== CO ==
== NCO ==
== Enlisted ==
Regular Eric Smith
In accordance with the Continental Marine Act of 1775, the 2nd Continental Congress decreed:
"That two battalions of Marines be raised consisting of one Colonel, two lieutenant-colonels, two majors and other officers, as usual in other regiments; that they consist of an equal number of privates as with other battalions, that particular care be taken that no persons be appointed to offices, or enlisted into said battalions, but such as are good seamen, or so acquainted with maritime affairs as to be able to serve for and during the present war with Great Britain and the Colonies; unless dismissed by Congress; that they be distinguished by the names of the First and Second Battalions of Marines."
These two battalions were initially intended be drawn from George Washington's army for the planned invasion of Halifax, Nova Scotia, the main British reinforcement and supply point. In reality only one battalion was formed by December, with five companies and a total of about 300 men. Plans to form the second battalion were suspended indefinitely after several British regiments-of-foot and cavalry, supported by 3,000 Hessian mercenaries, landed in Nova Scotia, making the planned amphibious assault impossible. Washington was reluctant to support the Marines, and suggested that they be recruited from New York or Philadelphia instead.
The Continental Marines' only Commandant was Captain Samuel Nicholas, commissioned on 28 November 1775; and the first Marine barracks were located in Philadelphia. Though legend places its first recruiting post at Tun Tavern, historian Edwin Simmons surmises that it was more likely the Conestoga Waggon [sic], a tavern owned by the Nicholas family. Robert Mullen, whose mother owned Tun Tavern, later received a commission as a captain in June 1776 and likely used it as his recruiting rendezvous. Four additional Marine Security Companies were also raised and helped George Washington defend Philadelphia.
Marines were used by the US to carry out amphibious landings and raids during the American Revolution. Marines joined Commodore Esek Hopkins of the Continental Navy's first squadron on its first cruise in the Caribbean. They landed twice in Nassau, in the Bahamas, to seize naval stores from the British. The first landing, named the Battle of Nassau, led by Captain Samuel Nicholas, consisted of 250 marines and sailors who landed in New Providence and marched to Nassau Town. There, they wreaked much damage and seized naval stores of shot, shells, and cannon, but failed to capture any of the desperately needed gunpowder. The second landing, led by a Lieutenant Trevet, landed at night and captured several ships along with the naval stores. Sailing back to Rhode Island, the squadron captured four small prize ships. The squadron finally returned on 8 April 1776, with 7 dead marines and four wounded. Though Hopkins was disgraced for failing to obey orders, Nicholas was promoted to major on 25 June and tasked with raising 4 new companies of Marines for 4 new frigates then under construction.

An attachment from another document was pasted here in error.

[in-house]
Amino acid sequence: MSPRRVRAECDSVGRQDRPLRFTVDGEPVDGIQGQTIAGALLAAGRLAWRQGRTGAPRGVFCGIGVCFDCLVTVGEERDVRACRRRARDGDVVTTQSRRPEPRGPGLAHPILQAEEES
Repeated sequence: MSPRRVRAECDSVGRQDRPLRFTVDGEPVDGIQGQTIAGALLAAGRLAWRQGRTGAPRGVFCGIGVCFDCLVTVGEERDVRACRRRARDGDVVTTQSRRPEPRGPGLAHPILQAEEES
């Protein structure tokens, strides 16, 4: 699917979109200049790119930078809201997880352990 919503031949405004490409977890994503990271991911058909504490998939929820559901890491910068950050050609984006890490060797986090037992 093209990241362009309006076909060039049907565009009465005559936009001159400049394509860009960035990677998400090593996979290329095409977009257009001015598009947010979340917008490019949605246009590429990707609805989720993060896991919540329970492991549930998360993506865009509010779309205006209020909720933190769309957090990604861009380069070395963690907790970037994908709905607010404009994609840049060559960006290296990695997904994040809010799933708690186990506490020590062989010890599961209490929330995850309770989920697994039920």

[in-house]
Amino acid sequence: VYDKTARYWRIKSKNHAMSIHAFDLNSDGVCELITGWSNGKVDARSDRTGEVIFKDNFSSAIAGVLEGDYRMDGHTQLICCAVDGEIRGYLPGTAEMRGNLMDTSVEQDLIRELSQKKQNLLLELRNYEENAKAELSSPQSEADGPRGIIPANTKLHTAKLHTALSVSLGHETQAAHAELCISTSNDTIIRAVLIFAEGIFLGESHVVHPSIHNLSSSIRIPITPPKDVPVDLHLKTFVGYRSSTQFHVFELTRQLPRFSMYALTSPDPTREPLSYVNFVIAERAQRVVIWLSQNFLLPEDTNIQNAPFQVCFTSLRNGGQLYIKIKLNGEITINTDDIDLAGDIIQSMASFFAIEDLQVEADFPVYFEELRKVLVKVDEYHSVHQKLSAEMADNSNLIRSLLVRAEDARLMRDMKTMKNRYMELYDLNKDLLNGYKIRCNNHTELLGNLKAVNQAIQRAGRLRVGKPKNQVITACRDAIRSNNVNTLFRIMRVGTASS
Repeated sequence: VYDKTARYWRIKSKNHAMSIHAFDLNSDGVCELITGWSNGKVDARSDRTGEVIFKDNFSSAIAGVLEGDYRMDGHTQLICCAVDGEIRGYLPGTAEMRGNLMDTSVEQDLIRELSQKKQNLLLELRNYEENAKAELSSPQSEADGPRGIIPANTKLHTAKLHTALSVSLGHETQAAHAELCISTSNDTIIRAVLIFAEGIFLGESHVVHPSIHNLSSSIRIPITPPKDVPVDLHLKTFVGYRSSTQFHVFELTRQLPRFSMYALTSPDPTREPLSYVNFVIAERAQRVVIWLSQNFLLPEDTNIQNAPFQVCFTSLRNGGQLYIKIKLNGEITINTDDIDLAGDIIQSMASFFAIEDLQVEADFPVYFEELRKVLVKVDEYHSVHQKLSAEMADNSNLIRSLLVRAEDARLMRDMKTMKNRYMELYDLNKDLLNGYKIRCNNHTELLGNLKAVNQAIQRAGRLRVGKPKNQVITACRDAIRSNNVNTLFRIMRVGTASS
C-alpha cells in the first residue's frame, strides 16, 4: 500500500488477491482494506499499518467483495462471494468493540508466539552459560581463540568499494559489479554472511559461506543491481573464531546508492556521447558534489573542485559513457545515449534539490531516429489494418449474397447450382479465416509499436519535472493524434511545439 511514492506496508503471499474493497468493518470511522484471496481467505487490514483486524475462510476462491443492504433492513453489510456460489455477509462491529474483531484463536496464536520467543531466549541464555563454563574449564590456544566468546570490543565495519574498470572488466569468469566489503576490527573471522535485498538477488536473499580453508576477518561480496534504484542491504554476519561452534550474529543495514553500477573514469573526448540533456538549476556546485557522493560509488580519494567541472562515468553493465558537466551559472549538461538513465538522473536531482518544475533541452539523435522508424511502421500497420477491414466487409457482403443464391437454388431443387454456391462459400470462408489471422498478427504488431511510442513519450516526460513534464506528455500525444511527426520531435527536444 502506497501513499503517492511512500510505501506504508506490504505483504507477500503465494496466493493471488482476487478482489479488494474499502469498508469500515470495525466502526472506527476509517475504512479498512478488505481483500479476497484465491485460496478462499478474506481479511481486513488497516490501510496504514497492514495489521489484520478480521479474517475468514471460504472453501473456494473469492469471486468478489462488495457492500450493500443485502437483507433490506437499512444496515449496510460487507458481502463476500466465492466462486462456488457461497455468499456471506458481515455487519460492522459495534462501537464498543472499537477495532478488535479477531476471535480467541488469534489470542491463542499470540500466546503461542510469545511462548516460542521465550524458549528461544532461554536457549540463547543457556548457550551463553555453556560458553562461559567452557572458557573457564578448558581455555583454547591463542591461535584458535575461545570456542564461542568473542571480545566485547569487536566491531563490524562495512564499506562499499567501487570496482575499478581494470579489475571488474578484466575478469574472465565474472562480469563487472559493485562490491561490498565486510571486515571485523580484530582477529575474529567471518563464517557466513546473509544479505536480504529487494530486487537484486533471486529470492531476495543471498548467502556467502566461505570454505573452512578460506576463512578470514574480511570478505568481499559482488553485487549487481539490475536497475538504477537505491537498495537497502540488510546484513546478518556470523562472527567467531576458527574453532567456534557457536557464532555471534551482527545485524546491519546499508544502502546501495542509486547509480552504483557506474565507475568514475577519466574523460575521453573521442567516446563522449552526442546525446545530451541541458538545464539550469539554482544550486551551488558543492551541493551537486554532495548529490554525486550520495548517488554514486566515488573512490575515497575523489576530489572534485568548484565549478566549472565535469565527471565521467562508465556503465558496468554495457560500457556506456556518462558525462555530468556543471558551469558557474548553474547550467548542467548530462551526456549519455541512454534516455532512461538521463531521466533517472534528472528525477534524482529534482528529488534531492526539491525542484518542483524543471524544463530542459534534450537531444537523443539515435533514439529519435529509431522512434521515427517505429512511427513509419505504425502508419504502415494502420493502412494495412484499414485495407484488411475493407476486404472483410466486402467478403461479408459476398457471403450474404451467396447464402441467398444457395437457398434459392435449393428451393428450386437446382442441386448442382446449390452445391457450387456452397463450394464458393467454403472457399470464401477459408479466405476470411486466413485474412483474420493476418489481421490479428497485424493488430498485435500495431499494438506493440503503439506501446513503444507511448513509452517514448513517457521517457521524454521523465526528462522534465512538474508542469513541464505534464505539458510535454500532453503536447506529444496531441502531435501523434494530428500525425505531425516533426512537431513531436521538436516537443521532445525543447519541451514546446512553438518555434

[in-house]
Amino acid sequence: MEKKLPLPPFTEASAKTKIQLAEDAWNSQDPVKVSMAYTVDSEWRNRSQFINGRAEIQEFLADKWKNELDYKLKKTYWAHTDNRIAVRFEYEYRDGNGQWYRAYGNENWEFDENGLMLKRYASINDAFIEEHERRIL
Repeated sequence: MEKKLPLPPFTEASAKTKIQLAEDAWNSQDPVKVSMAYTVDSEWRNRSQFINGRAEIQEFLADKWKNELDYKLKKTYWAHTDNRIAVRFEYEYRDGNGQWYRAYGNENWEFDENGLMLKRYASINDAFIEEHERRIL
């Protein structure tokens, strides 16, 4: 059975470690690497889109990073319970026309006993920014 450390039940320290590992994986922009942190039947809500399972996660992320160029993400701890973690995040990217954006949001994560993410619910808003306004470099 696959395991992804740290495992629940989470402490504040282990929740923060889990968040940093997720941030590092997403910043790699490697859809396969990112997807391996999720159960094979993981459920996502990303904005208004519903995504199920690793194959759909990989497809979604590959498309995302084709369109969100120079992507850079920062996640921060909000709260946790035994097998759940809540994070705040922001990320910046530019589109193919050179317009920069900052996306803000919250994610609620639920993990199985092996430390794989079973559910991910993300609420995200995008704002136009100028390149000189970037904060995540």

In December 1776, the Continental Marines were tasked to join Washington's army at Trenton to slow the progress of British troops southward through New Jersey. Unsure what to do with the Marines, Washington added the Marines to a brigade of Philadelphia militia, also dressed in green. Though they were unable to arrive in time to meaningfully affect the Battle of Trenton, they were able to fight at the Battle of Princeton.
Continental Marines landed and captured Nautilus Island and the Majabagaduce peninsula in the Penobscot Expedition, but withdrew with heavy losses when Commodore Dudley Saltonstall's force failed to capture the nearby fort. A group under Navy Captain James Willing left Pittsburgh, traveled down the Ohio and Mississippi Rivers, captured a ship, and in conjunction with other Continental Marines, brought by ship from the Gulf of Mexico raided British Loyalists on the shore of Lake Ponchartrain. The last official act of the Continental Marines was to escort a stash of silver crowns, on loan from Louis XVI of France, from Boston to Philadelphia to enable the opening of the Bank of North America.
At the end of the Revolutionary War, both the Continental Navy and Marines were disbanded in April 1783. Although individual marines stayed on for the few U.S. naval vessels left, the last Continental Marine was discharged in September. In all, there were 131 Colonial marine officers and probably no more than 2,000 enlisted Colonial marines. Though individual marines were enlisted for the few U.S. naval vessels, the organization would not be re-created until 1798. Despite the gap between the disbanding of the Continental Marines and the establishment of the actual United States Marine Corps (USMC), the USMC deems November 10, 1775 as its official founding date. This is traditional in marine units and is similar to the practice of the British and Dutch marines.